Houkom held a number of exciting and unique jobs including an internship at Chippewa National Forest, working in hydrology for the Department of Natural Resources, conducting a population study at Voyageurs National Park and a feasibility study in Maryland, and held a short-term position as a semi-truck driver for Magnum Transportation. He also drove for Murphy Brothers Carnival where he transported different rides. Houkom says his favorite ride was the giant ferris wheel. While on a transportation trip from Wisconsin to Florida, Houkom told his trainer that Florida was hot and humid and he would never move there. Ironically, soon thereafter, he applied for a job as a diver for Biscayne National Park in Florida, and moved there.
Houkom has a lot of fond memories from his time diving in Florida. While working there, Houkom was in charge of monitoring the growth of sponges for different species. He set up research areas of 100 square meters and said the water was beautiful and clear. Houkom did a lot of oceanside anchor surveys. The purpose was to make sure people are properly anchored to where they do not damage the sponges. If they are anchored improperly, Houkom’s job was to talk to and educate them, then he would freedive down and pull the anchor out. Houkom says his favorite part and memory of the job was protecting the coral reefs, as well as having interactions with the sea life. He says he was never afraid of any sea life, and recalls once looking up and watching a manta ray swim over his head.
“The ocean was my office,” Houkom joked.
Houkom also worked at the United States Geological Survey - Wetland and Aquatic Research Center in Gainesville, Florida, where he did sea turtle research. He studied Kemp’s ridley sea turtles, which are highly endangered. When a turtle was spotted they would encircle the turtle and someone would snorkel and recover the animal. Then they took measurements of the weight and sex, tagged the turtles, and took blood samples. Houkom found this research to be very interesting.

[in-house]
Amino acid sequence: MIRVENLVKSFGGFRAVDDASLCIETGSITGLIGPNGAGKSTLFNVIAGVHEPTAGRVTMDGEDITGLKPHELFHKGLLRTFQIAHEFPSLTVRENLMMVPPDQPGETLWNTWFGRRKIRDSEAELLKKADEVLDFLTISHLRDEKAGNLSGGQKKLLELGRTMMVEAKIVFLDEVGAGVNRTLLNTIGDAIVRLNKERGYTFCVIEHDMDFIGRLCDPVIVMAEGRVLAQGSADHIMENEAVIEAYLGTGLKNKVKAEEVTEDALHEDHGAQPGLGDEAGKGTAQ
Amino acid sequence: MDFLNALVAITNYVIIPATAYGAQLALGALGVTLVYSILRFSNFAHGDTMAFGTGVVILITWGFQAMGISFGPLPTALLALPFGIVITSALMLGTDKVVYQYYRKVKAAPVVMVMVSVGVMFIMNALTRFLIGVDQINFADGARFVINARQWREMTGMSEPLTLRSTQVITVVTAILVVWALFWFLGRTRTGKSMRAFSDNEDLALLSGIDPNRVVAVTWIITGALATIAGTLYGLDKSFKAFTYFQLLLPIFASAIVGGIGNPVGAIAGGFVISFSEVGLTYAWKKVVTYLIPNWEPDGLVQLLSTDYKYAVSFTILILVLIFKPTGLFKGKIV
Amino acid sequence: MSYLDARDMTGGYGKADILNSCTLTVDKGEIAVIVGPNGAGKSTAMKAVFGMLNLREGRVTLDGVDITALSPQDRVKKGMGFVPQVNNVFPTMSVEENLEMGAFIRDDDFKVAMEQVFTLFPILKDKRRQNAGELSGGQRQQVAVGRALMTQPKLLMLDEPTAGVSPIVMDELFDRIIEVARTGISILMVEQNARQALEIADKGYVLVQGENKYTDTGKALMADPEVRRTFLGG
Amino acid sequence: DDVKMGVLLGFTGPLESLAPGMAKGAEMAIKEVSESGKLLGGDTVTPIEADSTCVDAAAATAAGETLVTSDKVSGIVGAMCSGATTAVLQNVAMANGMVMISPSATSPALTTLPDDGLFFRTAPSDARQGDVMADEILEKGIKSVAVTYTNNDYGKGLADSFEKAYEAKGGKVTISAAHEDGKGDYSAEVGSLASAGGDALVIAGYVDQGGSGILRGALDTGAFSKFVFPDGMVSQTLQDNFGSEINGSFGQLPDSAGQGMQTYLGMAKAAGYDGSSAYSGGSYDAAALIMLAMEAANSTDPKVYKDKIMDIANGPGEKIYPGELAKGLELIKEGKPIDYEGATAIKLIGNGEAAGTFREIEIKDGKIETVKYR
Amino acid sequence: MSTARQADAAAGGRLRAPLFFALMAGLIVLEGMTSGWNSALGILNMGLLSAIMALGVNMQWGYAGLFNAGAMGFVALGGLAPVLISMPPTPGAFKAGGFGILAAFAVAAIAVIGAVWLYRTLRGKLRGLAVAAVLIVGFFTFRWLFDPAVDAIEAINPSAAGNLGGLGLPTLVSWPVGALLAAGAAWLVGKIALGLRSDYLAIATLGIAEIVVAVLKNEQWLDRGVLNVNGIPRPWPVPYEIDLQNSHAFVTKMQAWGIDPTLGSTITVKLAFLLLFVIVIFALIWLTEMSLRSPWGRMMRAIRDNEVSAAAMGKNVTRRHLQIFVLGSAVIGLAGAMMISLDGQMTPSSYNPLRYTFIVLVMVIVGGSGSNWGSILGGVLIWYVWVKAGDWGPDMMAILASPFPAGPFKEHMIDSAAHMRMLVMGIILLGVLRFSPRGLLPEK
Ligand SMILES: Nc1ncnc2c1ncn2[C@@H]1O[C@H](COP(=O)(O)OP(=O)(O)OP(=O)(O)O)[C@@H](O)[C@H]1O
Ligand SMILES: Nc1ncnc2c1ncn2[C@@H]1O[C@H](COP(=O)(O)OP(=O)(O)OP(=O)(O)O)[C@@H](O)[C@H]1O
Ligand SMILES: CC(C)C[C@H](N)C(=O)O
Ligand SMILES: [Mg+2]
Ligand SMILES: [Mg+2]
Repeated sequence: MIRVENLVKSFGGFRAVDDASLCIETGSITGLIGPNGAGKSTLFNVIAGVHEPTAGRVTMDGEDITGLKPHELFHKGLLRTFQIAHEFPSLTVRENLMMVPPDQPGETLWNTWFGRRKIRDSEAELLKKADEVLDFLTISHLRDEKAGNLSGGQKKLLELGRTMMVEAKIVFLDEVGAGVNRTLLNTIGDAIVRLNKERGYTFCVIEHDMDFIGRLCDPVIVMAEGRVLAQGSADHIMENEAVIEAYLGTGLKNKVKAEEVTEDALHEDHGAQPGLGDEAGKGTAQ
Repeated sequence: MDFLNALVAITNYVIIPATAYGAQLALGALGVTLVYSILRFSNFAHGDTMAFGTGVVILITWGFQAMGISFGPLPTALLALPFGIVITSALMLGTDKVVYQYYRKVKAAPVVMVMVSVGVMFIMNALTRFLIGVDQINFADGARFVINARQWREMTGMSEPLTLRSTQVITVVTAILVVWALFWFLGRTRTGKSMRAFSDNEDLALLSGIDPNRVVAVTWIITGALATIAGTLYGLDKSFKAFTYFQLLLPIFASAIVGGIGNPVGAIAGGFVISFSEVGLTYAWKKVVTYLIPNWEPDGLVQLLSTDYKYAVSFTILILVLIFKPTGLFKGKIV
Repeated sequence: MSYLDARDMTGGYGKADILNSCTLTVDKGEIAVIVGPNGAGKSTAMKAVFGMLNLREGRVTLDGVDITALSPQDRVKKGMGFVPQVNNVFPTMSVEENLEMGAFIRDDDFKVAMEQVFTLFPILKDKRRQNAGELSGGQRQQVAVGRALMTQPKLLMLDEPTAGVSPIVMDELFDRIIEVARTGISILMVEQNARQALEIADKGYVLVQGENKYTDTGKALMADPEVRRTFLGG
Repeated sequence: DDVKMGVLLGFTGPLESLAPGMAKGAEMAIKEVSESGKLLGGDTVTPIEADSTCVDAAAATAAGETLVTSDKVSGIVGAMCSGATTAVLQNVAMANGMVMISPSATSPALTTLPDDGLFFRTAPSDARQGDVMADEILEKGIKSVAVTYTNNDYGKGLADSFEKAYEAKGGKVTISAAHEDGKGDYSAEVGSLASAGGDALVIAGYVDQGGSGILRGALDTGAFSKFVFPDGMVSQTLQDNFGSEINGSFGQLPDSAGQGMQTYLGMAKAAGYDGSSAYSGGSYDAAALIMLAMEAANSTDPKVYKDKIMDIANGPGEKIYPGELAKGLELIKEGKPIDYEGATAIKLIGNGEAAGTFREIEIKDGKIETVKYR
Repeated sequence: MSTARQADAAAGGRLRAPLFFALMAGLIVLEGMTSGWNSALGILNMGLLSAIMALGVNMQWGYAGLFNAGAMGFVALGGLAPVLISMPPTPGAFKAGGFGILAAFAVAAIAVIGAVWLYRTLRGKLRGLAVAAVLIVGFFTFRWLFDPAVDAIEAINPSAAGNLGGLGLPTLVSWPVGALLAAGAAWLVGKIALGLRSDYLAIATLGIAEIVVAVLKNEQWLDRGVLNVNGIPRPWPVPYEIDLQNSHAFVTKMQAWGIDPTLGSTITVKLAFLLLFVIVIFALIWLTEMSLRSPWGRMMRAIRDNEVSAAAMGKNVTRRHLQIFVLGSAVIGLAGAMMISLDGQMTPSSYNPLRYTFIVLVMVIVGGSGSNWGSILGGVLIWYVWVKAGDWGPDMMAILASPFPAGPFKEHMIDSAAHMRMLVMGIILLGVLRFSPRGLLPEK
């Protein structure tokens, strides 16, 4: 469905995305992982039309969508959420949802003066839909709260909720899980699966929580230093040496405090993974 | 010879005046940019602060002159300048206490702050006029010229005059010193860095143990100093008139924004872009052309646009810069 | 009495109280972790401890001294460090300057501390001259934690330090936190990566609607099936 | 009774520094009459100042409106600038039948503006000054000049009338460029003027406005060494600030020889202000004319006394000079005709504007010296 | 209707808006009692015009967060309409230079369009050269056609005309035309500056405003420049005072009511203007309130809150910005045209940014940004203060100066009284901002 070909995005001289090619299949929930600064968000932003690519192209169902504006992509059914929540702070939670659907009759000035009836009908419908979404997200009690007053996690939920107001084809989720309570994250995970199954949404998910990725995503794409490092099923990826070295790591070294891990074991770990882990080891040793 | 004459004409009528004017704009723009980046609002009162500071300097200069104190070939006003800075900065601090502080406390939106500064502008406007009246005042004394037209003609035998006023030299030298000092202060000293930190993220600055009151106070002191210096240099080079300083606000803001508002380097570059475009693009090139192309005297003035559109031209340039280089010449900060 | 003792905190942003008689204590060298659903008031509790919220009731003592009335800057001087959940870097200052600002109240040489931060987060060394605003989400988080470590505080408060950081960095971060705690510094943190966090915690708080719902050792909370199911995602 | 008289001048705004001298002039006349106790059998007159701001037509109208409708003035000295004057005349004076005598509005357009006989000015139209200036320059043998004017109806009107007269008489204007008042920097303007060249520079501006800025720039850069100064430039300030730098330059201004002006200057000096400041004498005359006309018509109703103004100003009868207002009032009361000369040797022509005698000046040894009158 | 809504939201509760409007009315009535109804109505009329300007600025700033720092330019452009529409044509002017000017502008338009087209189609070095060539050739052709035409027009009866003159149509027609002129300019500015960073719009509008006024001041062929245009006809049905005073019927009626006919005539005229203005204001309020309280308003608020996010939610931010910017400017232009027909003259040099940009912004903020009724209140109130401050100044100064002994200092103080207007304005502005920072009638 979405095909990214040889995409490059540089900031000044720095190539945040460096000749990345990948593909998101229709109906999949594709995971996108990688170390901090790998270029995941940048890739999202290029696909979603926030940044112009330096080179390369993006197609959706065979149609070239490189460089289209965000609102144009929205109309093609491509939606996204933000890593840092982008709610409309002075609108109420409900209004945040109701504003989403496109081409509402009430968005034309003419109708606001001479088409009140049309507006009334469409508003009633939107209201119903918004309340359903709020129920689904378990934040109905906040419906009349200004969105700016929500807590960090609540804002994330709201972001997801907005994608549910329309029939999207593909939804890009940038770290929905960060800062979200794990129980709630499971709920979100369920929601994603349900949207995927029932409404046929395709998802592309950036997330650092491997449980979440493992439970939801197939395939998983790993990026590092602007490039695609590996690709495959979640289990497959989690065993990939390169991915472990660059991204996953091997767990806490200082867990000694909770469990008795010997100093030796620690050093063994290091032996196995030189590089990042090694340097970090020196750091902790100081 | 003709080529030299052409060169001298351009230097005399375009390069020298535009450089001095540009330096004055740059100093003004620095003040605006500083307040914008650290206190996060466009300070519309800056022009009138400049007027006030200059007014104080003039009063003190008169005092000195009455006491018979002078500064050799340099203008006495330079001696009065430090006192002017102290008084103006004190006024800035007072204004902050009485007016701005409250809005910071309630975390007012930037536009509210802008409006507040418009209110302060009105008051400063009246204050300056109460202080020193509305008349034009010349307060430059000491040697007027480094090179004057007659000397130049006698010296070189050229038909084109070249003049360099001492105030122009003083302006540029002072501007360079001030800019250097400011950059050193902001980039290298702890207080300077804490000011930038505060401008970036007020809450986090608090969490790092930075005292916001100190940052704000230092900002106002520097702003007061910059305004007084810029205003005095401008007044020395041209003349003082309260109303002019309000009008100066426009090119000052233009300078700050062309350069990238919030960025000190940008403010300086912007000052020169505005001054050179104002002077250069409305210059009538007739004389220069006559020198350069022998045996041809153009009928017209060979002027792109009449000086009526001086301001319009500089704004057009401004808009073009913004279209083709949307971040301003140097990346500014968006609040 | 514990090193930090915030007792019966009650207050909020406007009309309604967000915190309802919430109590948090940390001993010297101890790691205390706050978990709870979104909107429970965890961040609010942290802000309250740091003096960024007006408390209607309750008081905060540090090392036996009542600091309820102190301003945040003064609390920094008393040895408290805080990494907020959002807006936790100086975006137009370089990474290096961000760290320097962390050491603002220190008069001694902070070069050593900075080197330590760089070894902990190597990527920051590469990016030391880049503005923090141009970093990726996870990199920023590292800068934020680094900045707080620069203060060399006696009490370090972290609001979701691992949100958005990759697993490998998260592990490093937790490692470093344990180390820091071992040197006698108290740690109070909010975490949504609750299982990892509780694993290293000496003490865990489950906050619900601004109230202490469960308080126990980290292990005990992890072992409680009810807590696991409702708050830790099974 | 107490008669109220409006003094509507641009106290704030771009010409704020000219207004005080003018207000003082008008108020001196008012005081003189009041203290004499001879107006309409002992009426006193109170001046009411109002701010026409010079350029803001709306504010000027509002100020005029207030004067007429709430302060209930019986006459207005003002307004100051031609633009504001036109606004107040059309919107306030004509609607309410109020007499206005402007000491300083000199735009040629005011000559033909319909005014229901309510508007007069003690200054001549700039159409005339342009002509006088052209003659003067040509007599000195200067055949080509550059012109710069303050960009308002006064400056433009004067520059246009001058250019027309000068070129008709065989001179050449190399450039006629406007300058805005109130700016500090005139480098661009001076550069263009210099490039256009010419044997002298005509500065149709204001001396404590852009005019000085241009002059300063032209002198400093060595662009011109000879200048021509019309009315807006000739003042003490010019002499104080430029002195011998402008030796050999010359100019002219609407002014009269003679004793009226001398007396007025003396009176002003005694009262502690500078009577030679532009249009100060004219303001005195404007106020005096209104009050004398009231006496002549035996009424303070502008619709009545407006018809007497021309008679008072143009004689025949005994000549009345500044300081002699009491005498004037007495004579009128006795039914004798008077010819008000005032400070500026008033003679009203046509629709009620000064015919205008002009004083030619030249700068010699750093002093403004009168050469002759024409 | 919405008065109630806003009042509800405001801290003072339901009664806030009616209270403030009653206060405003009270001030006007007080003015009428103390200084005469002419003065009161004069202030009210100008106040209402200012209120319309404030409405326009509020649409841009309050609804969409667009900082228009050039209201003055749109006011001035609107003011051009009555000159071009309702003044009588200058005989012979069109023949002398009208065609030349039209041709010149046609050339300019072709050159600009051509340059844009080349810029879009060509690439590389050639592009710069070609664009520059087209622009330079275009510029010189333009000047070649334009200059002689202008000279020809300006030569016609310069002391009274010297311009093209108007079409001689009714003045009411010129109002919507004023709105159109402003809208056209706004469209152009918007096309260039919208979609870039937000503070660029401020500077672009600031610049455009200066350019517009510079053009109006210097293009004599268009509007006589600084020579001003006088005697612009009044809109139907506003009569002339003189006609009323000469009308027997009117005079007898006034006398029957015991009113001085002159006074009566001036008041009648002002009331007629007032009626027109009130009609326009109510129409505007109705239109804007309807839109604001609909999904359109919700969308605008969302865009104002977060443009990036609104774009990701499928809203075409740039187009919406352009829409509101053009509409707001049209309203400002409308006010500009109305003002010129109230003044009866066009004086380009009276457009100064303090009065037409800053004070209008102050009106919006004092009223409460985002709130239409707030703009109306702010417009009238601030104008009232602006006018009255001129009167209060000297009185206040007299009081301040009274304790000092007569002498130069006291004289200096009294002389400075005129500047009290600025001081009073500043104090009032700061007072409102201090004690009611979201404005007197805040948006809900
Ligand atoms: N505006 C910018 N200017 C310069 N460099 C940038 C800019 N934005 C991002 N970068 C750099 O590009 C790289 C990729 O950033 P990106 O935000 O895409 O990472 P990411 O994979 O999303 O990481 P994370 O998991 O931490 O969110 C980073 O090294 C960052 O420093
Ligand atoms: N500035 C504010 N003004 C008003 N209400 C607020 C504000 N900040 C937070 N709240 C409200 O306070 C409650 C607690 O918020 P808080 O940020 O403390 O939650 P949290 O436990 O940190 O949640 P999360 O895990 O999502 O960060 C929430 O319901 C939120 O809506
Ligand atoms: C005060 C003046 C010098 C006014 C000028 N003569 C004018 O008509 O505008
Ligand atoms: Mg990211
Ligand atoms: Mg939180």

Houkom also found work in aquatic biology in Arizona on the Colorado River, at the Willow Beach National Fish Hatchery, and again in Gainesville, Florida at the Caribbean-Florida Water Science Center. In Florida, Houkom worked on the Suwannee River, “like the song” he joked. Houkom has also fearlessly and valiantly used his diving talents to not only help aquatic life, but people too! In December of 1978, Houkom volunteered to dive into a frozen Lake Pepin to help recover a pickup truck that went through the ice. He was driving by the scene when it happened and stopped to help. In another incident in 2017, Houkom was called in by the Kittson County Sheriff's Department to dive down and help recover the body and car of a woman who had been missing for four years. Houkom’s diving expertise helped to bring closure to the family and the community.
“It was one of the most difficult jobs I have ever done,” said Houkom.
Houkom gets by with the support of his second wife, Rita, and his pets. He has three rescue cats named Dana, Franklin, and Kacey (who he found in a snowbank last December.) He also has a rescue dog named Mandy, and an unofficial dog named Manford who, Houkom says, “belongs to the farm down the road but comes over to the house frequently to meet with his other pet friends.”
In the summer of 2023, Duane and Rita attended the UMN Crookston Alumni and Friends Brew Bash in Hallock, Minnesota. Houkom says he saw the advertisement on a poster in town and asked Rita if she would like to attend and she agreed.
“We enjoyed the heck out of ourselves!” Houkom said.
Houkom keeps himself busy these days driving semi-trucks again. He also says he hopes to renovate some of his 1800s Victorian home.
“I need to retire already!” he joked.
Written for the Fall 2023 Torchlight e-Newsletter